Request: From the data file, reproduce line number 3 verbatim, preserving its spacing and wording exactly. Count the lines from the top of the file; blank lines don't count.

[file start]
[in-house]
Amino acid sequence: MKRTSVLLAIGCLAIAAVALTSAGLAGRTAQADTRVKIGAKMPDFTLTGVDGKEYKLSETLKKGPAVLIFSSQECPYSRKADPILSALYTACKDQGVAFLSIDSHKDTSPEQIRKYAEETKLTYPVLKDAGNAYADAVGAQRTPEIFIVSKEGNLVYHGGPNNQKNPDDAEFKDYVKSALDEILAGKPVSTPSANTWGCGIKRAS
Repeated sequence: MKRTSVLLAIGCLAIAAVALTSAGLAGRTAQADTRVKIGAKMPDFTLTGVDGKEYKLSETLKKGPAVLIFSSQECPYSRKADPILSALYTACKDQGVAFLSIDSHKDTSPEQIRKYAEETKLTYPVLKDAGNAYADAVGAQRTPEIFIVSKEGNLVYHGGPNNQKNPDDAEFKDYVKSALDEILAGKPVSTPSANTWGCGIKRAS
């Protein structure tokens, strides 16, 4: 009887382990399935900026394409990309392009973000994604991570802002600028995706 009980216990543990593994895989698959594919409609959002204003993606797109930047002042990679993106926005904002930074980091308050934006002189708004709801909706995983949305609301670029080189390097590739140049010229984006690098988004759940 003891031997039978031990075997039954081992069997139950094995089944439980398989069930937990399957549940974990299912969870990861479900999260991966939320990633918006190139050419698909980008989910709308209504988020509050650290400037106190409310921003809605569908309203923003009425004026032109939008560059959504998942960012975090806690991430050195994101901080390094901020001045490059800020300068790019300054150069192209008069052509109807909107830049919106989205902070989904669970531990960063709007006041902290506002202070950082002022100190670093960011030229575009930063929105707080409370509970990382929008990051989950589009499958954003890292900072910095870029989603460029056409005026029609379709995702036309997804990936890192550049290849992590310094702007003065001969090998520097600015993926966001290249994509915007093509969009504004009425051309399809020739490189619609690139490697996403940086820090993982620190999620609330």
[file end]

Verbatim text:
Repeated sequence: MKRTSVLLAIGCLAIAAVALTSAGLAGRTAQADTRVKIGAKMPDFTLTGVDGKEYKLSETLKKGPAVLIFSSQECPYSRKADPILSALYTACKDQGVAFLSIDSHKDTSPEQIRKYAEETKLTYPVLKDAGNAYADAVGAQRTPEIFIVSKEGNLVYHGGPNNQKNPDDAEFKDYVKSALDEILAGKPVSTPSANTWGCGIKRAS